model for the outflow, and constrain the parameters of the model using the data.
Our first foray into constructing physical models for quasar winds was performed by
Branch et al. (2002). In that paper, the FeLoBAL1FIRST J121442+280329 was modeled
using SYNOW, a parameterized, spherically-symmetric, resonant-scattering, synthetic spec-
trum code more typically used to model supernovae (Fisher 2000). The difference between
this treatment and a more typical one applied to the same data by de Kool et al. (2002) is that
SYNOW assumes that emission and absorption are produced in the same outflowing gas. In
contrast, the approach taken by de Kool et al. (2002) assumes that absorption is imprinted
upon a typical continuum+emission line quasar spectrum; that is, the absorbing gas is sep-
1FeLoBALs are distinguished by the presence of absorption in low-ionization lines such as Al III and
Mg II as well as absorption by excited states of Fe II and Fe III.
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arated from the emission-line region. In fact, based on the analysis of the Fe II metastable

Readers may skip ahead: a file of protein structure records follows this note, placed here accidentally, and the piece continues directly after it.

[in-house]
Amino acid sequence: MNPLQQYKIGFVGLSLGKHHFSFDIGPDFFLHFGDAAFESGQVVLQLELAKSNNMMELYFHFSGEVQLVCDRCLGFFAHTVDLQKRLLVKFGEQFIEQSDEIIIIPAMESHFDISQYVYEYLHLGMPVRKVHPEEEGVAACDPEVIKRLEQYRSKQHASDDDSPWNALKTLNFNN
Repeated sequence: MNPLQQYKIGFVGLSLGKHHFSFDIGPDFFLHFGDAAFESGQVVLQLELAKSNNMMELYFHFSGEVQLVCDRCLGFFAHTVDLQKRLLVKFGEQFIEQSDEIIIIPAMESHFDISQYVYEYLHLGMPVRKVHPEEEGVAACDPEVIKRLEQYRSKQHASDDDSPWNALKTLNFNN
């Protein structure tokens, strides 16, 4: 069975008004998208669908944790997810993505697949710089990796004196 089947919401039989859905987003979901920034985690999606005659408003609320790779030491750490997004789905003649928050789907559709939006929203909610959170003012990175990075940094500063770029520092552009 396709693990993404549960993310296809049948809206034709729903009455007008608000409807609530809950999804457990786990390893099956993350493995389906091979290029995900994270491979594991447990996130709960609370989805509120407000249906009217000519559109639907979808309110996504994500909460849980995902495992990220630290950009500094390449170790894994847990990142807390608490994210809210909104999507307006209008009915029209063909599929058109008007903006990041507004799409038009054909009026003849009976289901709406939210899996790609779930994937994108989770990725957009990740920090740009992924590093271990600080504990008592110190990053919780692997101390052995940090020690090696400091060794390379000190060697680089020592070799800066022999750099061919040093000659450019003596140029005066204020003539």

absorption lines, they find that the absorber is 1–30 parsecs from the central engine, much
farther than the quasar broad emission-line region. Note that FIRST J121442+280329 is
not the only object that can be modeled using SYNOW; Casebeer et al. (2004) present a
SYNOW model of another FeLoBAL, ISO J005645.1−273816.
The SYNOW model is attractive because it is simple; only one component is needed to
model both the emission and absorption lines. However, this model is limited. The primary
purpose of the SYNOW program is to identify lines in complicated supernova spectra. Thus,
individual ions can be added to a SYNOW run at will in order to see if features from emission
and absorption from those ions is present. It does not solve the physics of the gas, so physical
parameters beyond the existence of a particular species and its velocity extent cannot be
extracted from the results.
We test the ideas of Branch et al. (2002) and Casebeer et al. (2004) by using the
generalized stellar atmosphere code PHOENIX to model the spectra of the two FeLoBALs that
were successfully modeled using SYNOW, and including spectra that extend to rest-frame